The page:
The History of Freemasonry

 

Free and Accepted Masonry had its roots in the centuries long past when the great cathedrals and edifices were being constructed. Men who developed the knowledge and skills required to not only prepare the sundry material used in the construction but placement of the components as well traveled great distances to find work within their vocation. It was imperative that some method to identify those who were applying for work be established. Initially an applicant was provided a sone or wood piece with specific instruction and was to prepare a piece for inspection

but this method was very slow and tedious. Soon these workers were provided with secret signs and words to provide an identification as a skilled workman and craftsman. The secret signs and words began to be accepted over great distances so a worker who traveled the distance would be accepted on another word of his certification.

 

The workman during this era were overseer or men with the skill and gifts to portray the requirements of the building as well as the dimensions of the pieces that were being prepared, and when prepared any piece from any skilled workman would fit with another workman’s piece with exacting precision. These overseers were also charged with the responsibility for the building progress as well as the edifices It appears these were an early version of the architect or a Master Mason.

 

A second class of workmen were the stone or wood preparers, essentially a Fellowcraft, who could follow the designs and requirements placed on the trestle board. These individuals were charged with the proper preparation of the materials to be used as well as the erection of the building from such materials. Their work from the preparation as well as the construction were continuously inspected by the overseer to confirm all continued on the proper path.

 

The third group of workmen were the bearers of burdens and they were charged with the responsibility of getting raw materials for the craftsmen and for bearing the completed materials to the job site. They also assisted in moving the completed parts into the proper location. One might consider the craftsman as an equivalent to a brick layer of today and the bearers of burdens as the brick layer’s attendant.

 

Many great and magnificent edifices were constructed during the 11th through the 16th centuries and were of very high quality, and quite a number are still in existence.. Though the tools were on the crude side, these skilled workmen could and did provide materials with incredible accuracy. All components of the building needed to fit together and parts from different quarries and forests all were prepared in the same fashion, and when put into place in the edifice all fitted together, much as construction materials today. It is important to remember that skilled workers cut stone to very close tolerances with hammer and chisel.

 

In the latter part of the 16th century, the construction of the great edifices slowed or completely stopped, resulting in new craftsman being introduced to the trade. The guilds or organizations that held the workmen together began to decay and the members began to accept Speculative Masons into their ranks. These individuals, or Speculative Masons, were men with a strong desire to continue the close bonds that experienced previously by the skilled workmen, thus the introduction of the ritual in an earlier format than what we have today. The first recorded credible historical source asserting the antiquity of Freemasonry is the Halliwall Manuscript or Regius Poem, believed to date back from 1390. These documents make reference to several concepts and phrases similar to those found in Freemasonry, and in itself seems to be an elaboration of earlier documents which have not been found.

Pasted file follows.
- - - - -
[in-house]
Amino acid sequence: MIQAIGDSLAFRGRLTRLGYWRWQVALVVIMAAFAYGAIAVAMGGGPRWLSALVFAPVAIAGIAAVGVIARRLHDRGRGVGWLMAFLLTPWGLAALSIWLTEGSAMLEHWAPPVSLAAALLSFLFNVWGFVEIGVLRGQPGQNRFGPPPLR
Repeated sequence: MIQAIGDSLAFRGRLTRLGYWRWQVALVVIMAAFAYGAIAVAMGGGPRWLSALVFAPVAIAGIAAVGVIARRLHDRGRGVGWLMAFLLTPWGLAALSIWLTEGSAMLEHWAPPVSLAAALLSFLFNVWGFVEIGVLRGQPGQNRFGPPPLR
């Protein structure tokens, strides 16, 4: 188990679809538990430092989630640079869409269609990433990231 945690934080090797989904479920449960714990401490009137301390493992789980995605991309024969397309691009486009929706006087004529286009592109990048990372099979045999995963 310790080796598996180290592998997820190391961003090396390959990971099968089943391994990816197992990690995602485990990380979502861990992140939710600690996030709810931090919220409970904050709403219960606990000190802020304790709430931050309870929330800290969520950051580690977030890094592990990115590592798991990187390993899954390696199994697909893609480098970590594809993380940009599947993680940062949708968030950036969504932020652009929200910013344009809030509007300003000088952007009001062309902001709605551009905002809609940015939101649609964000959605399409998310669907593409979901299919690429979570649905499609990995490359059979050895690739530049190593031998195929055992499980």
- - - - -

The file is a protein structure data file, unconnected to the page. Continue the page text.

There is another manuscript, the Cooke Manuscript, an undated manuscript from the mid 15th century, the oldest of the Gothic Constitutions. The first statutory use of the word “Freemason” in England appears in the Statutes of the Realm enacted in 1495 under Henry V!, although the archaic term “frank mason” had been in use fifty years earlier. Prior to that, the use of the term “ffre Masons” was in a 1395 reference to the “Company of ffre Masons, one of the numerous craft guilds of London.

 

By 1583, the date of the Grand Lodge Manuscripts, the documentary evidence begins to grow. In 1598-1599 there was evidence of the presence of Lodge Mother Kilwinning, Ayrshire, Scotland who exercised authority over the Lodge of Edinburgh and were referred to as the Head and Principal respectively.

 

Early operative Masons, unlike virtually all Europeans, were free, not bound to the land on which they were born. The various skills required in building complex stone structures, especially churches and cathedrals, allowed skilled masons to travel and find work at will. They were lodged in temporary quarters either attached or near the main stone building.

 

Freemasonry’s transition from a craft guild of operative, working stonemasons into a fraternity of speculative, accepted, gentleman Freemasons began in Scottish lodges in the early 17th century. The earliest record of a lodge accepting a non-operative member occurs in the records of the Lodge of Edinburgh, 8 June 1600, when it is shown that John Boswell, Laird of Aucheinleck, was present at the meeting. The first record of the initiation of a non-operative Mason was on 3 July 1634, when Right Honorable Alexander was admitted as a Fellowcraft.

 

The first record of the formation of a Grand Lodge in England came on 24 June 1717, when four London Lodges came together at the Goose and Gridiron Ale House in St Paul’s Churchyard. And formed what they called the Grand Lodge of England.

 

Two separate and distinct elements of Freemasonry developed in England, the Moderns and the Antients. The Modern were essentially the forerunner of the lodge as we know it today, using references to the dedication to the Holy Saint Johns of Jerusalem. The Antients believed they practiced a more ancient and, therefore, a purer form of the ritual and the basic precepts of Freemasonry. Both Grand Lodges established by these conflicting factions existed for quite a long time. As an illustration of how deep the division was between the conflicting Grand Lodges